One — The Raptors are playing their worst basketball of the season since returning from the All-Star break. They have suffered two blowouts and lost back-to-back games at home to the two worst teams in the conference, sandwiched around two wins over a badly constructed and depleted Nets team. Injuries have played a huge factor, as Fred VanVleet and OG Anunoby are vital pieces on a Raptors roster that has no reliable depth at their positions. But even with those players out, it’s still hard to swallow wire-to-wire losses against tanking teams. The Raptors should be climbing in the standings, but have instead squandered the softest part of their schedule before heading out west for a difficult six-game road trip.
Two — Gary Trent Jr. is mired in a wicked slump. Since the eight-game win streak, which spans nine games dating back three weeks, Trent Jr. is shooting 40-for-135 from the field which puts him under 30 percent shooting from the field. That includes instances like the Pistons game, where he was forcing shots in an attempt to pick up the load for VanVleet’s absence, but that was not the case in this loss to the Magic where he was 2-of-12 while missing all nine of his threes. Trent Jr. was repeatedly fed wide-open looks and you could almost feel his confidence plummeting with every miss. After Trent Jr. badly missed an open shot in the fourth, Pascal Siakam looked him off on the next trip down, opting instead to drive through two defenders instead of kicking it out. Nick Nurse pulled Trent Jr. shortly after and benched him for the game. The disappointing part is that Trent Jr. isn’t doing other things to make up for his poor shooting. Passing is a last resort, and while he started positively on defence, he increasingly opted for ill-advised gambles down the stretch.
Three — The amount of point-blank misses at the basket was shocking. The Raptors shot 17-for-36 from within five feet, which is already substantially lower than the league average of 60 percent from this range. But it gets even worse when you parse out Pascal Siakam’s contribution, as he was 9-for-11 from in close. That leaves the remainder of the team at 8-for-25 on layups, which is simply pathetic. Sure, some of the shots were contested, and the Magic do have length and size in the middle, but it was just a soul-sucking experience to watch the Raptors leave points on the table with their inability to finish. Precious Achiuwa was part of the problem as he insisted on trying to drive and score over the bigger and backpedaling Robin Lopez, Scottie Barnes was off on his post-ups and generally lethargic, while the rest of the team just rarely gets to the rim.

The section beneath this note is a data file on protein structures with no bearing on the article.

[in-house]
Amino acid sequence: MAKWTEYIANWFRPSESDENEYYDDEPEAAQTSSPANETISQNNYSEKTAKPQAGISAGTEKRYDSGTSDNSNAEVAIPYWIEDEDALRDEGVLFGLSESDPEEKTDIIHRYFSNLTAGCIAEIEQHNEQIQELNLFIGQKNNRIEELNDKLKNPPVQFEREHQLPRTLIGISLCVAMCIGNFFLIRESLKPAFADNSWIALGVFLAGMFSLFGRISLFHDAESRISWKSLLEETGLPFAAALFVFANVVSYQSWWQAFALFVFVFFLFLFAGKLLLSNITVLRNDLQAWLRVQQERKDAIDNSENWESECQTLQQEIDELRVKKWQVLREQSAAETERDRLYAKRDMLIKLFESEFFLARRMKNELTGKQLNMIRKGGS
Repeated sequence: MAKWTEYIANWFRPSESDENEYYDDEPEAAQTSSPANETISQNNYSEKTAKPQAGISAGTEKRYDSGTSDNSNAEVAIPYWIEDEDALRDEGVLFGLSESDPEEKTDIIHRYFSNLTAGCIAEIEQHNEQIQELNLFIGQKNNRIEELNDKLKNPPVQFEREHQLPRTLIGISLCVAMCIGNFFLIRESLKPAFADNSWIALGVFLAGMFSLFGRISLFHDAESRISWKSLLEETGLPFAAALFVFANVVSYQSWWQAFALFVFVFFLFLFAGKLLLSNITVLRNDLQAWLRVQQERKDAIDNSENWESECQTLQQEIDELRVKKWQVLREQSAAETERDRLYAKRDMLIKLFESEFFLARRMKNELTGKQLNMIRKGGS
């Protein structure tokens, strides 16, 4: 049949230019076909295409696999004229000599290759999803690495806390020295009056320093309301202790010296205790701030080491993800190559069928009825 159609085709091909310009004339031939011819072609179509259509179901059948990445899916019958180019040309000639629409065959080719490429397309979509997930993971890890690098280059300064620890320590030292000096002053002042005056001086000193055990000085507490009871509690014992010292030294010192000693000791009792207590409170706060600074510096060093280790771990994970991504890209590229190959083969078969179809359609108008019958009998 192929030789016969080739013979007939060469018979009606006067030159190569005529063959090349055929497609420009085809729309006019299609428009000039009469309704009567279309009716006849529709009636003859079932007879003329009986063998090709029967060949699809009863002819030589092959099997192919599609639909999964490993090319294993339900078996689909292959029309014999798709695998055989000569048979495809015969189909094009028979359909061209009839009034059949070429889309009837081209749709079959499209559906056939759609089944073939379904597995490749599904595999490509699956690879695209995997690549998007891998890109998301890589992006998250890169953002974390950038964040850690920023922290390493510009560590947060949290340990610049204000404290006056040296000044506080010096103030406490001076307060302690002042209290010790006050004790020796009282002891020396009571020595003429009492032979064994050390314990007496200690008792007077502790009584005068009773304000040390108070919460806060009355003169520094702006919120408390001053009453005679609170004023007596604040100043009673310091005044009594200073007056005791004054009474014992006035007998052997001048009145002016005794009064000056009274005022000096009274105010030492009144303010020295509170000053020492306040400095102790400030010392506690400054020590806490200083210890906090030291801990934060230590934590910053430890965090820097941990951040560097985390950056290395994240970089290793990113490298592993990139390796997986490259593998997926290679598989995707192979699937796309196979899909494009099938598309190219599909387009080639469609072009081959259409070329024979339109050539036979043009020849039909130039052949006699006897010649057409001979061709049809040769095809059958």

Four — Malachi Flynn turned it on in the fourth quarter. He scored 12 points and recorded four assists in the final frame to finally give Siakam a secondary player to pair with, but it was too late. Over the first three quarters, Flynn was far too passive in setting up the offence while the rest of his teammates squandered chance after chance. With how the bigs were unable to finish down low, and with how Trent Jr. was shooting blanks, the Raptors were begging for some quality guard production to go along with Siakam’s individual scoring. The difference in the fourth was Flynn’s willingness to drive into the paint, which forced the Magic into rotations which created gaps for his teammates to attack. He found Barnes and Chris Boucher on rolls to the basket, and he scored two drives on his own. Flynn needs to open games with that type of aggression instead of waiting on others. It’s a tough adjustment since his role for most of the year in limited minutes was just to start the play and get out of the way, but the team now needs him to create.
Five — Nurse finally put his foot down and shuffled his rotations. He benched Khem Birch after the first half where he had one single point in nine minutes, and went with Boucher in his place. Nurse also made wholesale changes early in the third, bringing on Achiuwa, Thad Young, and Svi Mykhailiuk who was reintroduced in a desperate attempt to inject shooting. Nurse also benched Dalano Banton firmly in favour of Flynn, opted to play without a point guard at times, and even cut Trent Jr. off in the fourth while giving Yuta Watanabe a rare sight at actual minutes. Very little of it worked in the game, save for a few hustle plays from Watanabe in the fourth, although he gave those back with a few dispiriting mistakes. At times, you wonder if players even know their roles when checking into the game. Asking Young to sprint into the corners to hunt threes or trying to serve him lob dunks is not playing to his strengths, neither is Mykhailiuk shooting turnaround elbow jumpers off of baseline inbounds as if he were Kobe Bryant without even a thought to pass. Not only are the reserves not that talented, but they’re also not playing smart.